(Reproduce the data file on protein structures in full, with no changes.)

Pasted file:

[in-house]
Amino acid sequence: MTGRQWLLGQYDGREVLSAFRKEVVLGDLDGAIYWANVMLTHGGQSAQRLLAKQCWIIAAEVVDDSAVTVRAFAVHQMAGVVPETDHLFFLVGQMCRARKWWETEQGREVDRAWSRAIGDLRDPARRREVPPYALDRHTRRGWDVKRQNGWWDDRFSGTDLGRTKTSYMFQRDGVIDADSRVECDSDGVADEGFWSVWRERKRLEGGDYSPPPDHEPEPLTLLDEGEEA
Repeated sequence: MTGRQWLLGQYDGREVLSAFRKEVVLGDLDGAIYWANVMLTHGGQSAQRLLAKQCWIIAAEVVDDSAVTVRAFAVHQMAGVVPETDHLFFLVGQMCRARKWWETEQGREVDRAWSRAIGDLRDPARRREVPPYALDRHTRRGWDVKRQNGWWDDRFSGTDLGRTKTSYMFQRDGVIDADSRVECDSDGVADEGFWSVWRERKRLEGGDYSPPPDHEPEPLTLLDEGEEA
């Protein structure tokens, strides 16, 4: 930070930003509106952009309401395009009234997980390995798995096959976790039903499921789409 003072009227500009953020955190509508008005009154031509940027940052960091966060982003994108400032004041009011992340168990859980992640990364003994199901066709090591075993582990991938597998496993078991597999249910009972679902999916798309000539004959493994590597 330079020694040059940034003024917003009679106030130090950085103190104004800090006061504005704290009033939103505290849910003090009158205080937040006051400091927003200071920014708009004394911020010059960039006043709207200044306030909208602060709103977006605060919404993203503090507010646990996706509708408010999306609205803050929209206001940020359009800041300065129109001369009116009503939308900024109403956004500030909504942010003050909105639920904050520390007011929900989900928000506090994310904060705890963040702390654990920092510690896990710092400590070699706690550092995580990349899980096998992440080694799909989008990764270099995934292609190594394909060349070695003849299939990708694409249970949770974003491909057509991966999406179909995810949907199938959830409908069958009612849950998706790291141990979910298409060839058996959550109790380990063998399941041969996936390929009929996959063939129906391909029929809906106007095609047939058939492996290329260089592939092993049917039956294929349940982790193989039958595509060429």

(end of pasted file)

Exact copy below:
[in-house]
Amino acid sequence: MTGRQWLLGQYDGREVLSAFRKEVVLGDLDGAIYWANVMLTHGGQSAQRLLAKQCWIIAAEVVDDSAVTVRAFAVHQMAGVVPETDHLFFLVGQMCRARKWWETEQGREVDRAWSRAIGDLRDPARRREVPPYALDRHTRRGWDVKRQNGWWDDRFSGTDLGRTKTSYMFQRDGVIDADSRVECDSDGVADEGFWSVWRERKRLEGGDYSPPPDHEPEPLTLLDEGEEA
Repeated sequence: MTGRQWLLGQYDGREVLSAFRKEVVLGDLDGAIYWANVMLTHGGQSAQRLLAKQCWIIAAEVVDDSAVTVRAFAVHQMAGVVPETDHLFFLVGQMCRARKWWETEQGREVDRAWSRAIGDLRDPARRREVPPYALDRHTRRGWDVKRQNGWWDDRFSGTDLGRTKTSYMFQRDGVIDADSRVECDSDGVADEGFWSVWRERKRLEGGDYSPPPDHEPEPLTLLDEGEEA
């Protein structure tokens, strides 16, 4: 930070930003509106952009309401395009009234997980390995798995096959976790039903499921789409 003072009227500009953020955190509508008005009154031509940027940052960091966060982003994108400032004041009011992340168990859980992640990364003994199901066709090591075993582990991938597998496993078991597999249910009972679902999916798309000539004959493994590597 330079020694040059940034003024917003009679106030130090950085103190104004800090006061504005704290009033939103505290849910003090009158205080937040006051400091927003200071920014708009004394911020010059960039006043709207200044306030909208602060709103977006605060919404993203503090507010646990996706509708408010999306609205803050929209206001940020359009800041300065129109001369009116009503939308900024109403956004500030909504942010003050909105639920904050520390007011929900989900928000506090994310904060705890963040702390654990920092510690896990710092400590070699706690550092995580990349899980096998992440080694799909989008990764270099995934292609190594394909060349070695003849299939990708694409249970949770974003491909057509991966999406179909995810949907199938959830409908069958009612849950998706790291141990979910298409060839058996959550109790380990063998399941041969996936390929009929996959063939129906391909029929809906106007095609047939058939492996290329260089592939092993049917039956294929349940982790193989039958595509060429």